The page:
Terry: Lots of awesome resources there. In particular the Five Minute Theory Podcast. And for anyone wondering that, we're back with season five soon. But for anyone listening, if you go to the blog for this episode on the websit, at the bottom of that, we'll be putting all the links over there to all the variety of stuff and other bits as well. Recommended episodes, follow ups, that kind of stuff. But we didn't speak about what is actually very probably the best theory test resource of all, which is
Theory Test Explained, because that's one to one training. It's someone that I consider the expert in the industry on the Theory Test yourself, Chris, so just take a moment to tell us a bit more about what you actually offer, both for learners and instructors.


Chris: Just because, you know, I hate the word expert, I do one to one theory training people then kind of go, what is that? It's whatever the individual needs, to be honest. Because I use Theory Test Pro because as an instructor, it's really good to be able to see what they're answering question by question. So, yes, the apps are useful for them, but Theory Test Pro for me is the one that I can see exactly what my pupils are doing and I can manage it and I can juggle them around and give them access, so I make use of that. So there is revision in there as well.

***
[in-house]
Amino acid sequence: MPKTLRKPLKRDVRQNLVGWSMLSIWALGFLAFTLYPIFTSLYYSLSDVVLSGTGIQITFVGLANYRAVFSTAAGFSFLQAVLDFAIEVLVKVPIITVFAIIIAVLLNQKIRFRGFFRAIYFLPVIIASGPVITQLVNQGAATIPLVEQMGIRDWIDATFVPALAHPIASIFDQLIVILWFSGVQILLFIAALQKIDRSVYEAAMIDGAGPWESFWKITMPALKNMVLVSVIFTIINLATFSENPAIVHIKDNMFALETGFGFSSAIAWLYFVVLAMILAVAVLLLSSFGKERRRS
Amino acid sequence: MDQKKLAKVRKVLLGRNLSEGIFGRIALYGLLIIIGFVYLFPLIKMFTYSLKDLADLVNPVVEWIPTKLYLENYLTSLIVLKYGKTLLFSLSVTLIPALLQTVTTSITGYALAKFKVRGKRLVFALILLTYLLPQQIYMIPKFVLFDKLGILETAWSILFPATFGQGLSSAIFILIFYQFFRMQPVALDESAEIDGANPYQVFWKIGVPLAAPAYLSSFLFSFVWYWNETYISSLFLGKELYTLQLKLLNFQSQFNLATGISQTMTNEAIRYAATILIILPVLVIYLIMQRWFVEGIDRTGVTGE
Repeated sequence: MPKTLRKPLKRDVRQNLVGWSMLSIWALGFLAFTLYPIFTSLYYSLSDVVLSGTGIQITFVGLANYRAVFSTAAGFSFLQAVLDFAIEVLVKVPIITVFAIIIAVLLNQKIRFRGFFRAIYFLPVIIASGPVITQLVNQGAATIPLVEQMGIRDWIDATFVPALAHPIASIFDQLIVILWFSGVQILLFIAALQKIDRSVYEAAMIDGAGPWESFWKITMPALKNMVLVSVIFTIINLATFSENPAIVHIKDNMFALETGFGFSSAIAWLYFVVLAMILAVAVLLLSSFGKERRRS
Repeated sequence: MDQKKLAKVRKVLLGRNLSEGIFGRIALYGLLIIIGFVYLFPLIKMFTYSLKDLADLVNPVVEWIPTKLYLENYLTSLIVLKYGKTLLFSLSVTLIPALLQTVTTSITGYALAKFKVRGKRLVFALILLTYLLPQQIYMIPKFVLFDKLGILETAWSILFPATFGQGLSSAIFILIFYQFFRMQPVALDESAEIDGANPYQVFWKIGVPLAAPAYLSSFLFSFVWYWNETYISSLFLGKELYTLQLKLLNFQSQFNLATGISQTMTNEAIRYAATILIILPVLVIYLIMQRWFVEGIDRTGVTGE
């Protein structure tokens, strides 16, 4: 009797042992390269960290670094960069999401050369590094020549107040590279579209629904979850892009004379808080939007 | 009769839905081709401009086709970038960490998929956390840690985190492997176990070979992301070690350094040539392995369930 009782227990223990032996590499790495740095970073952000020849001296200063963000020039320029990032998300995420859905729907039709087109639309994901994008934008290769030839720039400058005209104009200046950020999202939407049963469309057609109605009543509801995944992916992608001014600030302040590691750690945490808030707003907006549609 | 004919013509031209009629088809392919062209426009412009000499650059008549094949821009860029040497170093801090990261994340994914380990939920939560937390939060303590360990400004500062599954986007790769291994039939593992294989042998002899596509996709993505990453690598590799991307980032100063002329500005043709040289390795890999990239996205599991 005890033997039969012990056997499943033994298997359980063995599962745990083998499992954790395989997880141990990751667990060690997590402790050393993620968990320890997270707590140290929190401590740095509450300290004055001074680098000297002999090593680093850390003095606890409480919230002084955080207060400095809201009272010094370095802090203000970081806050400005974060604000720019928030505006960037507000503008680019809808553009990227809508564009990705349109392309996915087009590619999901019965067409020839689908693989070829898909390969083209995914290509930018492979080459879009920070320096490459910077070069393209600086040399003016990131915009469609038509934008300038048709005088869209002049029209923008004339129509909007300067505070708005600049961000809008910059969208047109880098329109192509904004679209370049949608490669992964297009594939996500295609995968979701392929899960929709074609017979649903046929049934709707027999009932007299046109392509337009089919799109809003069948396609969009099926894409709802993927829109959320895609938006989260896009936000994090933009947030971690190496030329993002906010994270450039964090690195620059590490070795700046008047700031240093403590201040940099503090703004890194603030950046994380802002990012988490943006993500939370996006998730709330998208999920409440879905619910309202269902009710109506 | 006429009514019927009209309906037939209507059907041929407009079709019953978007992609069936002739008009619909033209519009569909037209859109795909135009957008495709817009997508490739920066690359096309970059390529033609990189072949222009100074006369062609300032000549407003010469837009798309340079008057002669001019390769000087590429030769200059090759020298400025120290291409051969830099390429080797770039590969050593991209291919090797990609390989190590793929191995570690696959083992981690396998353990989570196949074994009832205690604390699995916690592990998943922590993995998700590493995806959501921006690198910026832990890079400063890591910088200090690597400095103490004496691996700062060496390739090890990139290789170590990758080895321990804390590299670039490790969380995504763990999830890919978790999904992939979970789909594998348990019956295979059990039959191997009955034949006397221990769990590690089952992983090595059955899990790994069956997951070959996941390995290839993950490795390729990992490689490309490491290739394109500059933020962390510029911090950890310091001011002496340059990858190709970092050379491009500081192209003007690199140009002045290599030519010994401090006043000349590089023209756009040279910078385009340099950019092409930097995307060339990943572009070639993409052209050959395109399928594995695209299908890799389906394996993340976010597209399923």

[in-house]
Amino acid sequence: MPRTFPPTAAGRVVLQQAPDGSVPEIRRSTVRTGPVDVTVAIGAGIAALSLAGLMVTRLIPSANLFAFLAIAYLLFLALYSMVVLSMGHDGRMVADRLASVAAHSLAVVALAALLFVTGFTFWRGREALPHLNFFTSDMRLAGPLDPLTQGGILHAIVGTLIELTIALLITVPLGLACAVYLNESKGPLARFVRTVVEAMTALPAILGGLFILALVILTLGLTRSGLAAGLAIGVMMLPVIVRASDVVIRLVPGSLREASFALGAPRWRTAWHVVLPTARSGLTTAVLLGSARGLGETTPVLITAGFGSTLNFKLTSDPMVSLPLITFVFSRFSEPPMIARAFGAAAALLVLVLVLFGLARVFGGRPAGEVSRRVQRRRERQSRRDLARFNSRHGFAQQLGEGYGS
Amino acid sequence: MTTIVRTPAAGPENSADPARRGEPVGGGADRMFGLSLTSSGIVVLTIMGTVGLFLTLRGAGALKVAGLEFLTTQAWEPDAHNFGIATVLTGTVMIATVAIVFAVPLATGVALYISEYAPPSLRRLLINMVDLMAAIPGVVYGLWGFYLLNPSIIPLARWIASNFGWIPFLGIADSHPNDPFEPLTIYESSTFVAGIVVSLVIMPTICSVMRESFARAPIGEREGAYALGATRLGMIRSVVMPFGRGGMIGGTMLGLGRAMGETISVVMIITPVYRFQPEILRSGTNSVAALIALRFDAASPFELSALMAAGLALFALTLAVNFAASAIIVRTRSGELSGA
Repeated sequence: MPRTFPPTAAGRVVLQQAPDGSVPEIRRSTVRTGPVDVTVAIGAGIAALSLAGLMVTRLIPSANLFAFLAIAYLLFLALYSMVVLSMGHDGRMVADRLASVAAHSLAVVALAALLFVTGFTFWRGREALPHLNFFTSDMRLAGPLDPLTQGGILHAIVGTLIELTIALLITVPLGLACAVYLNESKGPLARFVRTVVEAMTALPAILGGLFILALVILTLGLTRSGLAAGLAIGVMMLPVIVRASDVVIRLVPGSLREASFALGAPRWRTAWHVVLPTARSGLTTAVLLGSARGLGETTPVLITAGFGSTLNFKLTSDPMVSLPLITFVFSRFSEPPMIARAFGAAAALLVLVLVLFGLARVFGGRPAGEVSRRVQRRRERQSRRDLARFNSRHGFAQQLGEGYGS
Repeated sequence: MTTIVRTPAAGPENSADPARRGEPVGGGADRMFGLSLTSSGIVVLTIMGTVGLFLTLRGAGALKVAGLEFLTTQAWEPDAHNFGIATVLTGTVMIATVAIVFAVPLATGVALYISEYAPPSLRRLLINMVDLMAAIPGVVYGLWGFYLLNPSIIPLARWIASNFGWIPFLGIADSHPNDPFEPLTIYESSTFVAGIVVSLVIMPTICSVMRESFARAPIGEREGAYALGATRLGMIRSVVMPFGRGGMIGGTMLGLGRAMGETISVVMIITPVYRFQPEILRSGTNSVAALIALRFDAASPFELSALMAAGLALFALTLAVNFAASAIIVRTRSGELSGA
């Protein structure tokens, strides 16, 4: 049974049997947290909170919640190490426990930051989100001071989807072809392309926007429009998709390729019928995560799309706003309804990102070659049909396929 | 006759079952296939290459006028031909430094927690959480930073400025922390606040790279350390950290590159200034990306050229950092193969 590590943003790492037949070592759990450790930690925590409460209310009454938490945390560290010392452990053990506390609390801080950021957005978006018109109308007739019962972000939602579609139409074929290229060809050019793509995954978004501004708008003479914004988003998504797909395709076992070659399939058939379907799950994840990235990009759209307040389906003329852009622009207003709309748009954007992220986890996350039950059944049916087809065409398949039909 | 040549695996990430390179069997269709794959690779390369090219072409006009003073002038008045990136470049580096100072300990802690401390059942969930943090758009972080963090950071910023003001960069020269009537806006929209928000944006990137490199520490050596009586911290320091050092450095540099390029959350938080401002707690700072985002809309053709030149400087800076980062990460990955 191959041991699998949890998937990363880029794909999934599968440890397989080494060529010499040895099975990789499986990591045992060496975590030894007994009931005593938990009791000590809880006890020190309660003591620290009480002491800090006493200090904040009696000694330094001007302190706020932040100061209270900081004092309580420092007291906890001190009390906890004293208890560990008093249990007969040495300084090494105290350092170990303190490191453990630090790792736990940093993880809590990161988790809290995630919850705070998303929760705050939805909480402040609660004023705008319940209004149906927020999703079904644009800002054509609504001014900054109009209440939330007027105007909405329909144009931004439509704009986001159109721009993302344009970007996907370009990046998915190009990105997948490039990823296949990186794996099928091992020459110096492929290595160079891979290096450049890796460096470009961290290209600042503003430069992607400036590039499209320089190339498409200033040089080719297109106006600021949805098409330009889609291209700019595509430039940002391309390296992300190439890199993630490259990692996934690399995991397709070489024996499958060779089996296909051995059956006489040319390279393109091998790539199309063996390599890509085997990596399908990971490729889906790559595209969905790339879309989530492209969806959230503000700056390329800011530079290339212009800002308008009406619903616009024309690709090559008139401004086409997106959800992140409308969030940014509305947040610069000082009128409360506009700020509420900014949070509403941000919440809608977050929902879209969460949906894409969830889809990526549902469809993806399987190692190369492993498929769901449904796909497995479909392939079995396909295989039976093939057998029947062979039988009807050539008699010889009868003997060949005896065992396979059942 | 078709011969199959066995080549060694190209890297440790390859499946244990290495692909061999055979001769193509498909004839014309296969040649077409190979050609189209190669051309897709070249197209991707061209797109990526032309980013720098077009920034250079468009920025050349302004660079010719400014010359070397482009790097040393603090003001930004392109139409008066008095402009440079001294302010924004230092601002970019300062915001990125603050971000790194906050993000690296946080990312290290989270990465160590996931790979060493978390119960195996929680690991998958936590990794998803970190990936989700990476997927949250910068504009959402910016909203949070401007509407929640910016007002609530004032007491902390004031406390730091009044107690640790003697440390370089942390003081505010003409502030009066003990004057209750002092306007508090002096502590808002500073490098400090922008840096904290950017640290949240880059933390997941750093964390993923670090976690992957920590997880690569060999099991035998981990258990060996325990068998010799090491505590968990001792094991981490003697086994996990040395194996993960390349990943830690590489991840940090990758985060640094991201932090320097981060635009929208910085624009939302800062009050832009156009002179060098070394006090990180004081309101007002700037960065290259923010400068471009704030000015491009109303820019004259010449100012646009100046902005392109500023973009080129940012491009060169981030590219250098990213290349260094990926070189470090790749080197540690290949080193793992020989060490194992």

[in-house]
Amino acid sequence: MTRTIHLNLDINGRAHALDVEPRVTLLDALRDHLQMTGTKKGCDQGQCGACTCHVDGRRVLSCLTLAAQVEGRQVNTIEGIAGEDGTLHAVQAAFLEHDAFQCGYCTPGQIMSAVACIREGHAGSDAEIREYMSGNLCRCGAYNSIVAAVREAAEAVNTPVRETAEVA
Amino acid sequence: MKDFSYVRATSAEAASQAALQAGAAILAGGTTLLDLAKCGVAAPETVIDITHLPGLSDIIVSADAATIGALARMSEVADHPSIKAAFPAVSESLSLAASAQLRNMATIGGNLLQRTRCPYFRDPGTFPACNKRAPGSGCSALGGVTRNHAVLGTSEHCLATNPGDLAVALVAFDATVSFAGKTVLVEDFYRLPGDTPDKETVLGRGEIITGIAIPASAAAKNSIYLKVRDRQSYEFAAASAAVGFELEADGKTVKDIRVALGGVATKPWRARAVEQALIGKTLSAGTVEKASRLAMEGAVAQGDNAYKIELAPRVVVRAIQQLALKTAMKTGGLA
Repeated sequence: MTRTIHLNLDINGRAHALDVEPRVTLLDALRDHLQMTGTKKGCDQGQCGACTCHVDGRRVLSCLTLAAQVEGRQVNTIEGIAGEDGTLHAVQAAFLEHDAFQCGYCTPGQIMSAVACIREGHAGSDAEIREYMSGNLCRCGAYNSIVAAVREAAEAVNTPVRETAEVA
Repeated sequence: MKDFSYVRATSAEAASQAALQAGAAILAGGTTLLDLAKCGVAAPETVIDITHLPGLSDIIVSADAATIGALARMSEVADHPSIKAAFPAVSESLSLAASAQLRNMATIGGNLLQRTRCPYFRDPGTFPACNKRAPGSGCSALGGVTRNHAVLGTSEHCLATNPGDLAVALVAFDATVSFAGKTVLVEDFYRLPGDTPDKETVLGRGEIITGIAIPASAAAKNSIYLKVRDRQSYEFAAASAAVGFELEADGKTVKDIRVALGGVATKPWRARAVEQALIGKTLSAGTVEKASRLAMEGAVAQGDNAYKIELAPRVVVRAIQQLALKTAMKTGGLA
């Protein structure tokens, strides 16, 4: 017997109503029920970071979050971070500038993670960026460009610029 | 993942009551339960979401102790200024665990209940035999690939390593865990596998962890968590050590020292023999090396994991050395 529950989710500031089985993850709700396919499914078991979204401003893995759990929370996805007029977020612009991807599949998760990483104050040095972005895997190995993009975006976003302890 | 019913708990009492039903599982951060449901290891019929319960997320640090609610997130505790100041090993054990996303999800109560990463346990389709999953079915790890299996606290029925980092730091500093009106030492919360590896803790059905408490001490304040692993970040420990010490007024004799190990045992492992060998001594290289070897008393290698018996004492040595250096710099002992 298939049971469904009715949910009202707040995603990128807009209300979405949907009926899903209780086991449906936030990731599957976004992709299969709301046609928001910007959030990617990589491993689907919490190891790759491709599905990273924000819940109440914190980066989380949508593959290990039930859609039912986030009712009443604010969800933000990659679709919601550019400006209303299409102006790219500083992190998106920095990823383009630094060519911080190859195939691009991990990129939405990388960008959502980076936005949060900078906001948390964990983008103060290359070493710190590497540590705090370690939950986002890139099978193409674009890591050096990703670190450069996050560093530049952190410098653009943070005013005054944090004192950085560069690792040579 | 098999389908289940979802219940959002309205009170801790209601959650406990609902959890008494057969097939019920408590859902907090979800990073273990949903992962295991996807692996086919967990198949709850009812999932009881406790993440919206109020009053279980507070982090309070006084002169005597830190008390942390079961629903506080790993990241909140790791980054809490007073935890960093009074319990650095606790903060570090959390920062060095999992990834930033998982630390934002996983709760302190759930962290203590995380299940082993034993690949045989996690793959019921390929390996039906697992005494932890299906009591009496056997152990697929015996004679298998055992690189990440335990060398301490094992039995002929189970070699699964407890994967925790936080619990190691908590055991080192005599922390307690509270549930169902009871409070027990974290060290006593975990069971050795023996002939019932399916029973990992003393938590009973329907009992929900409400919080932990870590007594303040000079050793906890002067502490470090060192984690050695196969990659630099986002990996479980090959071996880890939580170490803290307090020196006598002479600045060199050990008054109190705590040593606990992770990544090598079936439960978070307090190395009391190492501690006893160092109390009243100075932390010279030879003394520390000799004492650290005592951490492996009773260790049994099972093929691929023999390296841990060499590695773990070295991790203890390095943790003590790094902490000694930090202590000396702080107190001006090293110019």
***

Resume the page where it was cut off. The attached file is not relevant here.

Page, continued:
But then I do an introductory session, which works for absolutely everyone. It's not for people who have needs or are failing. I teach people who've not touched any theory yet and that's when I knew I was getting it right, because that's what we want, we want it to come in, not just clearing up the people that are struggling. So, yeah, I do an introductory session which breaks down the questions, the process, how it works, where people make mistakes. And then I start with and this is something I recommend you do in the car, start with the visual language stuff, so signs and lines because especially if someone's struggling with the written words, that helps make it make sense. But there's so much inside of one road sign that you can break down and talk about that then informs other stuff. And that's really my approach as the sessions go on. Some people just do one session, other people do a session at the beginning and end and they do lots of work in between that. I support via WhatsApp, mainly because I can do audio messaging, video messaging and answer their questions. Other people do regular, weekly or bi weekly sessions. So in doing that, I try to give them the smallest thing I can that will have the biggest result and that's the best way forwards because one bit of understanding, they can then use that in lots of different ways. It's a little bit teach them how to fish. So if you can give them that level of understanding, they'll then see similarity flashing amber lights mean proceed. If it's safe, they're all over the place for lots of different things, but the similarity is key. And then I also work to teach the rule, not the exception. And the theory test largely asks questions about exceptions. Instructors are a ****** nightmare for exceptions because different is dangerous. But let's start with the rule and then look at the exception, because actually the rule makes more sense even with roundabouts, where there's more exceptions than rules. If only there was an amazing training opportunity about roundabouts out there. But, yeah, I think that's what I do. I try to make it as simple as possible. I say it's because I am as simple as they come, but I do like to think that I've discovered in the theory something that I can really get my teeth into. That works for me. It seems to speak the same language as I do, except when the Dvsa write the question.